by Graham Egan
Nearly 50 years after the demise of Jim Crow laws, administration of justice in the United States is still far from color-blind. In some places, however, color matters more than others. In Texas, African Americans continue to be sentenced to death because of their race. The application of capital punishment in this manner makes a mockery of fundamental principles in the American criminal justice system: fairness and equality before the law.
Duane Buck is the most recent recipient of unequal treatment at the hands of the Texas criminal justice system. In a 6-3 decision handed down on November 20, 2013, the Texas Court of Criminal Appeals denied his appeal for a new sentencing hearing, despite clear evidence that racial bias contributed to his original death sentence. Mr. Buck, an African American in his fifties, was convicted in 1997 of two murders in Harris County, Texas. Although his guilt in these gruesome crimes is undeniable—Mr. Buck does not deny that he committed the murders—the tactics utilized by prosecutors to pursue a death sentence were overtly racist.
The Harris County prosecutors elicited testimony from Walter Quijano, a psychologist, who affirmed that the “race factor, black, increases the future dangerousness for various complicated reasons.” Because a finding of “future dangerousness” is a prerequisite for a death sentence in Texas, the prosecutor relied on Dr. Quijano’s testimony to convince the jury to sentence Mr. Buck to die.
Although the prosecutorial linkage of race and risk in Mr. Buck’s sentencing represented a clear miscarriage of justice, it was not the only time Texas prosecutors explicitly invoked race as a rationale for capital punishment. Dr. Quijano alone affirmed the link between race and “future dangerousness” in testimonies during the sentencing phase of five additional trials throughout the late1990s. All six men were sentenced to death. All were subsequently given new sentencing hearings free of racial discrimination—all, except Mr. Buck. Former Texas Governor Mark White and former Attorney General (and current U.S. Senator) John Cornyn, along with more than 100 civil rights leaders, elected officials, former prosecutors and faith leaders, had all called for a new sentencing trial.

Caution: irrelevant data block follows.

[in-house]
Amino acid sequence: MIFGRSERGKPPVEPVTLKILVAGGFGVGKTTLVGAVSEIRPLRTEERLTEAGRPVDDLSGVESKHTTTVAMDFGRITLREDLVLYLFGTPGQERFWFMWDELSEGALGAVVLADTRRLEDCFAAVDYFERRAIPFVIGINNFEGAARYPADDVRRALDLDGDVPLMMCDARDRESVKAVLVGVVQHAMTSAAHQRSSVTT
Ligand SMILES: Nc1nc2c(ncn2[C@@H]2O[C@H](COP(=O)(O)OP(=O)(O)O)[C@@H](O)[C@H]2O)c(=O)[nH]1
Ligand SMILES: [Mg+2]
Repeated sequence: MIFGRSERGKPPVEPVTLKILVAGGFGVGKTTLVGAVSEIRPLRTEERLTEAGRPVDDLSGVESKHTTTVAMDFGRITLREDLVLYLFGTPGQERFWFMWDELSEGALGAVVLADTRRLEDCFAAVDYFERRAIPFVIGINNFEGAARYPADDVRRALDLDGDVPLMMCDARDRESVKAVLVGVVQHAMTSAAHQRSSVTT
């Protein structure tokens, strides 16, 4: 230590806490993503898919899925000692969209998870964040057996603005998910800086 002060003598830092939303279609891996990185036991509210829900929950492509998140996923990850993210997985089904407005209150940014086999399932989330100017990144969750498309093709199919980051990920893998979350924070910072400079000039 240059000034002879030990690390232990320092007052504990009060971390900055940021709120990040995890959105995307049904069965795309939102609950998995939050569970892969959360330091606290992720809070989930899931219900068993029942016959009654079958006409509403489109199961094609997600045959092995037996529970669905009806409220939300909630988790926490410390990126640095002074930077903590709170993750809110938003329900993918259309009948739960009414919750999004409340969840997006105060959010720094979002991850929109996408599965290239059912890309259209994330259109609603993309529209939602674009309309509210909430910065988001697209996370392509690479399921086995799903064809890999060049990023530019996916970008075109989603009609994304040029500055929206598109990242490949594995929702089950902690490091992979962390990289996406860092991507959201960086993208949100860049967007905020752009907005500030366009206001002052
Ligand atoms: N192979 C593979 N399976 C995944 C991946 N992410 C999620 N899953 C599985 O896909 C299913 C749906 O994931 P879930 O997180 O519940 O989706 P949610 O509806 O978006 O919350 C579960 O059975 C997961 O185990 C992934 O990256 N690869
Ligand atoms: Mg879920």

Research on the relationship between race and the death penalty demonstrates that Texas prosecutors and juries have historically applied the punishment unequally based on race. Ray Paternoster, of the University of Maryland, with the assistance of Scott Phillips, of the University of Denver, examined over 500 death penalty cases from Harris County, where Duane Buck was prosecuted for his crimes. They found that district prosecutors were three times more likely to seek the death penalty for African American defendants as for white defendants, and that Harris Country juries were twice as likely to impose death sentences on African Americans as on white Americans.
With their decision, the Texas Criminal Court of Appeals missed a significant opportunity to restore integrity to their state’s criminal justice system. Instead, the court implicitly upheld the state’s practice of allowing prosecutors to seek the death penalty based on race. Texas’ failure to ensure that justice is applied equally to all of its citizens is indefensible and severely undermines the credibility of its criminal justice system.
To rectify this dangerous decision, Governor Perry should commute Mr. Buck’s sentence to life without parole and the Texas legislature should enact legislation that (1) forbids references to the association between race and future dangerousness in the sentencing phase and (2) provides an appeals process in which judges examine the role of race in the sentencing phase for any future capital punishment trials. North Carolina’s Racial Justice Act would be a suitable model. These actions would bring Texas one step closer to realizing color-blind justice.
Graham is a first-year Master of Public Policy candidate in the Frank Batten School of Leadership and Public Policy at the University of Virginia. He is from New York City, and his policy interests include education and criminal law. He is also an associate editor at the Virginia Policy Review.